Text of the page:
5. Documentation Required
Only a handful of provisions incorporate the [section] 267 or [section] 318 attribution rules by reference and actually include an identification or documentation requirement. For instance, to obtain the (now expired) first-time homebuyer credit in [section] 36, a taxpayer must file Form 5405, which requires the taxpayer to certify that her home was not purchased from a related person. (223) The taxpayer is also required by statute to attach to her return a copy of the executed settlement statement relating to the purchase as a prerequisite to obtaining the credit. (224) In addition, the installment sale rules of [section] 453 contain antiabuse rules targeted at potentially manipulative sales of property between related persons. (225) A taxpayer reporting gain on the installment method must file Form 6252, which contains a section that specifically addresses related party installment sales. The first line of this section requires the taxpayer to identify the name, address, and taxpayer identification number of the related purchaser of the property. (226) And [section] 1031(f) contains an antiabuse rule that is designed to prevent related persons from engaging in a like-kind exchange in order to shift the basis of properties prior to an anticipated sale. (227) The IRS requires taxpayers to make relatively detailed reports regarding such related party exchanges, including documenting the identity of the related party to the exchange. (228)
B. Other Attribution Rules
Though [section][section] 267 and 318 are the most commonly encountered attribution rules in the Code, there are a few provisions with their own unique attribution rules. In this section, I briefly describe these attribution rules and their attendant identification and documentation requirements (if any). I first describe generally applicable attribution rules and then address rules that apply only to married different-sex couples. The identification and documentation requirements in these attribution rules share the same haphazard quality as the family tax provisions discussed in Part II of this Article.
3. General Attribution Rules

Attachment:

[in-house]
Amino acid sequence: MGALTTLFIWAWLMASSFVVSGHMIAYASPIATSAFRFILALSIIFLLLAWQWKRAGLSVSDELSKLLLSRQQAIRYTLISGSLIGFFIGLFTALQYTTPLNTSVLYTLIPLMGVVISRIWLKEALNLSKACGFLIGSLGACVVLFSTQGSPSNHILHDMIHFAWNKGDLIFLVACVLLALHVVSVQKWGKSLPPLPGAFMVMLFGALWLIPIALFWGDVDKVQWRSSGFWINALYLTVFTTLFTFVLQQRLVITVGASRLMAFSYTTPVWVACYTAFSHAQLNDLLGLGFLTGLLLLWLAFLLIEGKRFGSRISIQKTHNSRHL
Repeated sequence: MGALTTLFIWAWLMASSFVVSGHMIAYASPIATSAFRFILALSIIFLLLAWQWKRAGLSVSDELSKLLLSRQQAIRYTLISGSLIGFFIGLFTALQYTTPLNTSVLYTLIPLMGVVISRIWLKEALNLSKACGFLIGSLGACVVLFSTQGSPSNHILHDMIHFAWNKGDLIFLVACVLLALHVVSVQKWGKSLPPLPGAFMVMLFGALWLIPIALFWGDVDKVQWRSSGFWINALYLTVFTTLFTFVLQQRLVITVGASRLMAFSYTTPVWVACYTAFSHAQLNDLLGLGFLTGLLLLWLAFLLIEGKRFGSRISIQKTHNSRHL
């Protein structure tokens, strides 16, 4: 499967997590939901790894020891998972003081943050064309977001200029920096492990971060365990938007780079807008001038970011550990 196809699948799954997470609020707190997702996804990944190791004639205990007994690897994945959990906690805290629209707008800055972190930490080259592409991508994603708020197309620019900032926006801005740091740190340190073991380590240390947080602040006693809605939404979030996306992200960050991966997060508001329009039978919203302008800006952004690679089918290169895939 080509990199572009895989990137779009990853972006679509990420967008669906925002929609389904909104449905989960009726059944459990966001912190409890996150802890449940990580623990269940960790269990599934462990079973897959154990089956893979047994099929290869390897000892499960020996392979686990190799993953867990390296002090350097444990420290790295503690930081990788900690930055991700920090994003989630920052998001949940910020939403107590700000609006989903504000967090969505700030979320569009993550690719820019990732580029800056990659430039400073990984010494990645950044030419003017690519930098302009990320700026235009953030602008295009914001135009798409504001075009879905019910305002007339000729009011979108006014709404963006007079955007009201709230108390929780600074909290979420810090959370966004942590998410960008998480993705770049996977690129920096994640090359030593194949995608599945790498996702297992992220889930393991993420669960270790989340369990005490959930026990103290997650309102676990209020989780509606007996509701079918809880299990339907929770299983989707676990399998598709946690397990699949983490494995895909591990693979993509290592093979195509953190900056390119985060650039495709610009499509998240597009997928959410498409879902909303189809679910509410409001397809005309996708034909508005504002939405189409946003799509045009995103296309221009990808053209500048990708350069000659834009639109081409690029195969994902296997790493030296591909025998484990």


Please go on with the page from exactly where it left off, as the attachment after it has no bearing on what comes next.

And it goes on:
Section 541 imposes a personal holding company tax on the undistributed, generally passive income of corporations. As originally conceived, the personal holding company tax targeted corporations that functioned as incorporated pocketbooks, incorporated talents, or incorporated yachts or country estates to provide their shareholders a means of avoiding taxation at the (then higher) graduated rates that applied to individuals. (229) To be classified as a personal holding company, a corporation must meet both an income test and an ownership test. (230) The ownership test requires that more than 50% of the value of the corporation's stock must be held by five or fewer individuals. (231) For purposes of determining whether this ownership test has been satisfied, [section] 544 requires taxpayers to take into account its own special set of constructive ownership rules. (232) Given the central importance of the ownership requirement to classification as a personal holding company, it should not be surprising that there is a section of the personal holding company tax return that requires the corporation to identify the name and address of each of the shareholders who comprise the requisite five or fewer individuals who own more than 50% of the value of its stock. (233) Interestingly, this same stock ownership requirement is incorporated by reference in the at-risk rules of [section] 465 (including a modified version of the constructive ownership rules), and it there serves the important role of setting the outside parameters of the class of closely held corporations subject to those rules. (234) Yet, there is no requirement that corporate taxpayers document which shareholders cause them to be subject to the at-risk rules. (235) The same is true of the passive …